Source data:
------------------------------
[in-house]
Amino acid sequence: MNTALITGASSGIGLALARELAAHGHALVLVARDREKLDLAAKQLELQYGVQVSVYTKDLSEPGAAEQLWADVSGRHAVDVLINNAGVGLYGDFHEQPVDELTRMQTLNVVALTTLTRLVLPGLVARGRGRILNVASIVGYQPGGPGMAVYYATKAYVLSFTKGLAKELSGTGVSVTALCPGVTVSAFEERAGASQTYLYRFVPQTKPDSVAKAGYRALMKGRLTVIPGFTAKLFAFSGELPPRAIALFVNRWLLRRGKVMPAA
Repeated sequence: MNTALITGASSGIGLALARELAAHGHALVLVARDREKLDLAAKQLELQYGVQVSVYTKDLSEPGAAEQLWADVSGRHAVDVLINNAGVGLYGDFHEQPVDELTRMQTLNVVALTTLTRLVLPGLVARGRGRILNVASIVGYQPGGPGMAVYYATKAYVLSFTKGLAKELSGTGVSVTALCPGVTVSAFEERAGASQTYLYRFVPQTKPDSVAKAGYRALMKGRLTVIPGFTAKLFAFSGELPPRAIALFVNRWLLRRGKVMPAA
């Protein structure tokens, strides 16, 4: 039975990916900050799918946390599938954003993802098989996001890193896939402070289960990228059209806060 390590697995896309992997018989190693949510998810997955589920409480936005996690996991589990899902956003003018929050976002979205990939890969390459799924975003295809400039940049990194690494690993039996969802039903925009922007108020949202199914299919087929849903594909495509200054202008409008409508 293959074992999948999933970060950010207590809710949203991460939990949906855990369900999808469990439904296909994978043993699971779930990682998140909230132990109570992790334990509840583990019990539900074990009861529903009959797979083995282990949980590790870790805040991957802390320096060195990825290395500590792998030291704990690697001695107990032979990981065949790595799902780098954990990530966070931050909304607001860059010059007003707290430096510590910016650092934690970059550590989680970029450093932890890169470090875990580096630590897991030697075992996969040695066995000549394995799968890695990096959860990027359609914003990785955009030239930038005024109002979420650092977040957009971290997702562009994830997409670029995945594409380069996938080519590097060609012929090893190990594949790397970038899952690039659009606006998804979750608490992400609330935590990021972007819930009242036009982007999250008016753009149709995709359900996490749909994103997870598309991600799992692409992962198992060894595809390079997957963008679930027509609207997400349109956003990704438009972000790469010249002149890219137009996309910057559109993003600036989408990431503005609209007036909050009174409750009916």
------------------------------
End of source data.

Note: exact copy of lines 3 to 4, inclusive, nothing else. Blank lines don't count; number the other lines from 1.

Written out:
Repeated sequence: MNTALITGASSGIGLALARELAAHGHALVLVARDREKLDLAAKQLELQYGVQVSVYTKDLSEPGAAEQLWADVSGRHAVDVLINNAGVGLYGDFHEQPVDELTRMQTLNVVALTTLTRLVLPGLVARGRGRILNVASIVGYQPGGPGMAVYYATKAYVLSFTKGLAKELSGTGVSVTALCPGVTVSAFEERAGASQTYLYRFVPQTKPDSVAKAGYRALMKGRLTVIPGFTAKLFAFSGELPPRAIALFVNRWLLRRGKVMPAA
């Protein structure tokens, strides 16, 4: 039975990916900050799918946390599938954003993802098989996001890193896939402070289960990228059209806060 390590697995896309992997018989190693949510998810997955589920409480936005996690996991589990899902956003003018929050976002979205990939890969390459799924975003295809400039940049990194690494690993039996969802039903925009922007108020949202199914299919087929849903594909495509200054202008409008409508 293959074992999948999933970060950010207590809710949203991460939990949906855990369900999808469990439904296909994978043993699971779930990682998140909230132990109570992790334990509840583990019990539900074990009861529903009959797979083995282990949980590790870790805040991957802390320096060195990825290395500590792998030291704990690697001695107990032979990981065949790595799902780098954990990530966070931050909304607001860059010059007003707290430096510590910016650092934690970059550590989680970029450093932890890169470090875990580096630590897991030697075992996969040695066995000549394995799968890695990096959860990027359609914003990785955009030239930038005024109002979420650092977040957009971290997702562009994830997409670029995945594409380069996938080519590097060609012929090893190990594949790397970038899952690039659009606006998804979750608490992400609330935590990021972007819930009242036009982007999250008016753009149709995709359900996490749909994103997870598309991600799992692409992962198992060894595809390079997957963008679930027509609207997400349109956003990704438009972000790469010249002149890219137009996309910057559109993003600036989408990431503005609209007036909050009174409750009916």